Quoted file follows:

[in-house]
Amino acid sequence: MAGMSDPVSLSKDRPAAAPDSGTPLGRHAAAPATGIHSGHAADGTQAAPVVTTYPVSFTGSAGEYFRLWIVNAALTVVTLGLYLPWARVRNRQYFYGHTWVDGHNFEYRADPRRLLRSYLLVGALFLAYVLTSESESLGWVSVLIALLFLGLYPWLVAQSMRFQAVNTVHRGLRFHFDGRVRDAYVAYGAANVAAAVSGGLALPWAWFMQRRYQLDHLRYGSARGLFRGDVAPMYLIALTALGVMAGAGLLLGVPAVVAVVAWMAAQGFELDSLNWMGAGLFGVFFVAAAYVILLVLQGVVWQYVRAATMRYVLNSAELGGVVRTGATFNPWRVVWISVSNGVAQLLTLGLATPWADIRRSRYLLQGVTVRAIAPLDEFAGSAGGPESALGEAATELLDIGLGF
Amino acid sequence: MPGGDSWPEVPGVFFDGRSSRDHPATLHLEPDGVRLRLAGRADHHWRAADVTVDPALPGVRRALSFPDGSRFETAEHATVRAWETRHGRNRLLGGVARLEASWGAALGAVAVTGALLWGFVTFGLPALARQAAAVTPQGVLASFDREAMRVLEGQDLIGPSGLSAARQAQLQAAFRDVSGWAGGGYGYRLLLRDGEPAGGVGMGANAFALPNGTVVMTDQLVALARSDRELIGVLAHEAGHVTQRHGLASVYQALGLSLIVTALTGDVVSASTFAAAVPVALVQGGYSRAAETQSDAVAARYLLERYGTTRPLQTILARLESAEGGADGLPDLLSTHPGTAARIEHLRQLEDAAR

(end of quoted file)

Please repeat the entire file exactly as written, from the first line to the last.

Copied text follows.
[in-house]
Amino acid sequence: MAGMSDPVSLSKDRPAAAPDSGTPLGRHAAAPATGIHSGHAADGTQAAPVVTTYPVSFTGSAGEYFRLWIVNAALTVVTLGLYLPWARVRNRQYFYGHTWVDGHNFEYRADPRRLLRSYLLVGALFLAYVLTSESESLGWVSVLIALLFLGLYPWLVAQSMRFQAVNTVHRGLRFHFDGRVRDAYVAYGAANVAAAVSGGLALPWAWFMQRRYQLDHLRYGSARGLFRGDVAPMYLIALTALGVMAGAGLLLGVPAVVAVVAWMAAQGFELDSLNWMGAGLFGVFFVAAAYVILLVLQGVVWQYVRAATMRYVLNSAELGGVVRTGATFNPWRVVWISVSNGVAQLLTLGLATPWADIRRSRYLLQGVTVRAIAPLDEFAGSAGGPESALGEAATELLDIGLGF
Amino acid sequence: MPGGDSWPEVPGVFFDGRSSRDHPATLHLEPDGVRLRLAGRADHHWRAADVTVDPALPGVRRALSFPDGSRFETAEHATVRAWETRHGRNRLLGGVARLEASWGAALGAVAVTGALLWGFVTFGLPALARQAAAVTPQGVLASFDREAMRVLEGQDLIGPSGLSAARQAQLQAAFRDVSGWAGGGYGYRLLLRDGEPAGGVGMGANAFALPNGTVVMTDQLVALARSDRELIGVLAHEAGHVTQRHGLASVYQALGLSLIVTALTGDVVSASTFAAAVPVALVQGGYSRAAETQSDAVAARYLLERYGTTRPLQTILARLESAEGGADGLPDLLSTHPGTAARIEHLRQLEDAAR